Aims: Altered drug disposition has been associated with inflammation and diabetes, leading to the alteration of drug efficacy and toxicity. Carboxylesterases are major hydrolytic enzymes in the liver, catalyzing the hydrolytic biotransformation of numerous therapeutic agents. Therefore, how glucose affects the regulation of carboxylesterases by interleukin-6 (IL-6) and lipopolysaccharide (LPS) were investigated. Main methods: Primary mouse hepatocytes were cultured. Protein levels were measured by Western blot or enzyme linked immunosorbent assay (ELISA), while confocal laser scanning microscope and flow cytometry were used to confirm the activation of pregnane X receptor (PXR). Carboxylesterase activity was evaluated by enzymatic and toxicological assays. Key findings: Elevated glucose (11 or 25 mM) significantly increased carboxylesterase expression compared to 5.6 mM glucose. Carboxylesterase expression and activity were inhibited by LPS or IL-6 in 25 mM glucose, but stimulated in 5.6 mM glucose. The altered expression of carboxylesterases was not consistent with the activation of nuclear factor kappa B (NFκB) but repeatedly with the expression and activation of pregnane X receptor (PXR). The altered activation of PXR was further evidenced by the differential subcellular translocation and the expression of its target gene multidrug resistance 1 (MDR1). It implies that PXR, instead of inflammatory signaling, mediates the regulation of carboxylesterases by inflammatory mediators in different glucose concentrations. Significance: The findings contribute to clarify the regulation of carboxylesterases by inflammatory mediators, and indicate that carboxylesterase-involved drug metabolism and drug-drug interactions in diabetes should be reevaluated according to the intensity of inflammatory reactions and hyperglycemia.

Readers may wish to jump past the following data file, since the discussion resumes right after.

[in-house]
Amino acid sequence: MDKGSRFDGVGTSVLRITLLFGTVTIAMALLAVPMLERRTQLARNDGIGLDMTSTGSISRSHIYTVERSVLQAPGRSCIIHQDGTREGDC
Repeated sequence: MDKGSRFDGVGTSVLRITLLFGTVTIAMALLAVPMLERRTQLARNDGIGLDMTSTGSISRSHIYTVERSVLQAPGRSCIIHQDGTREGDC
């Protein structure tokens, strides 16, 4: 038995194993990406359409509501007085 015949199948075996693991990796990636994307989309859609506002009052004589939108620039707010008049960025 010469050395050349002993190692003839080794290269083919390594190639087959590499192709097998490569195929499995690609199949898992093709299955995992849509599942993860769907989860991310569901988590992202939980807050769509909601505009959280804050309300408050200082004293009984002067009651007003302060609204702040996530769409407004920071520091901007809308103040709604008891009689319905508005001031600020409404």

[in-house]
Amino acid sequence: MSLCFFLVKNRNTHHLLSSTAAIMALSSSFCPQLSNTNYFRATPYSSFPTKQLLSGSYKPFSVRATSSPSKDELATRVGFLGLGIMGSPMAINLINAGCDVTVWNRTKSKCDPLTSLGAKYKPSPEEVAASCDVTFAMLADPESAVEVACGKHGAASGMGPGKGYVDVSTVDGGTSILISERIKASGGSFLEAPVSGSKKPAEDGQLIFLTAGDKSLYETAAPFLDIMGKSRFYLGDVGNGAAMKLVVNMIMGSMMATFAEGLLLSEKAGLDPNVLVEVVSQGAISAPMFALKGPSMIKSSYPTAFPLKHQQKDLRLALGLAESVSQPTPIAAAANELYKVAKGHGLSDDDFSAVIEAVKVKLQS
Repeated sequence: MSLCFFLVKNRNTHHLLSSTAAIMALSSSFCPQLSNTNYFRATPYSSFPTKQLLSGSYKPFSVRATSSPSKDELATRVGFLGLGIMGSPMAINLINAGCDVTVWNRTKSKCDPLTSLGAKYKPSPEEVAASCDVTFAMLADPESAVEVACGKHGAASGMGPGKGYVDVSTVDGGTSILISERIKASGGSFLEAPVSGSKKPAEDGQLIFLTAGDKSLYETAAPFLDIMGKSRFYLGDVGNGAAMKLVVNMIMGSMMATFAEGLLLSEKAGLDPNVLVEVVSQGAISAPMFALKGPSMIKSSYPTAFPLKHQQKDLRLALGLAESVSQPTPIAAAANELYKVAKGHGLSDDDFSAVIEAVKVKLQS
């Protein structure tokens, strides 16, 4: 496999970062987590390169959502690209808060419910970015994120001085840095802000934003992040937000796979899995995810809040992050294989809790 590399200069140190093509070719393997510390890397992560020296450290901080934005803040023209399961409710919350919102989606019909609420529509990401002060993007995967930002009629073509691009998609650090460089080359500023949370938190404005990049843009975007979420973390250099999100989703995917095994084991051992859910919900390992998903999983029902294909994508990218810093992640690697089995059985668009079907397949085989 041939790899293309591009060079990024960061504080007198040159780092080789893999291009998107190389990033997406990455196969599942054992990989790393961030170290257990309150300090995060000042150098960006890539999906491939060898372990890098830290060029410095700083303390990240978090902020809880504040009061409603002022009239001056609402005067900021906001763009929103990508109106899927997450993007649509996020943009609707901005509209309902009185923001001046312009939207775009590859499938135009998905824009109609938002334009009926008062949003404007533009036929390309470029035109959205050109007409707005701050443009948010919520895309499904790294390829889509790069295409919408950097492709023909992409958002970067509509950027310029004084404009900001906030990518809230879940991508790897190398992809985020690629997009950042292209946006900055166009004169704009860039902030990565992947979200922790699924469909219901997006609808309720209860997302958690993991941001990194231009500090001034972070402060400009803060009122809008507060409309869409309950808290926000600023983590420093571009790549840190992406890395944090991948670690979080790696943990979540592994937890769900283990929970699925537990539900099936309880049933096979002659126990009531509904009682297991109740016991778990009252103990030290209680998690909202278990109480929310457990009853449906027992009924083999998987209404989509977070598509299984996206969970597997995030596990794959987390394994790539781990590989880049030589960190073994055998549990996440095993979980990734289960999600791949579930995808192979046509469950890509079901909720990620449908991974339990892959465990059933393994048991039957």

Xiong, J., Shang, W., Wu, L., Chen, R., Liu, W., Ning, R., … Yang, J. (2014). Glucose dominates the regulation of carboxylesterases induced by lipopolysaccharide or interleukin-6 in primary mouse hepatocytes. Life Sciences, 112(1–2), 41–48. https://doi.org/10.1016/j.lfs.2014.07.019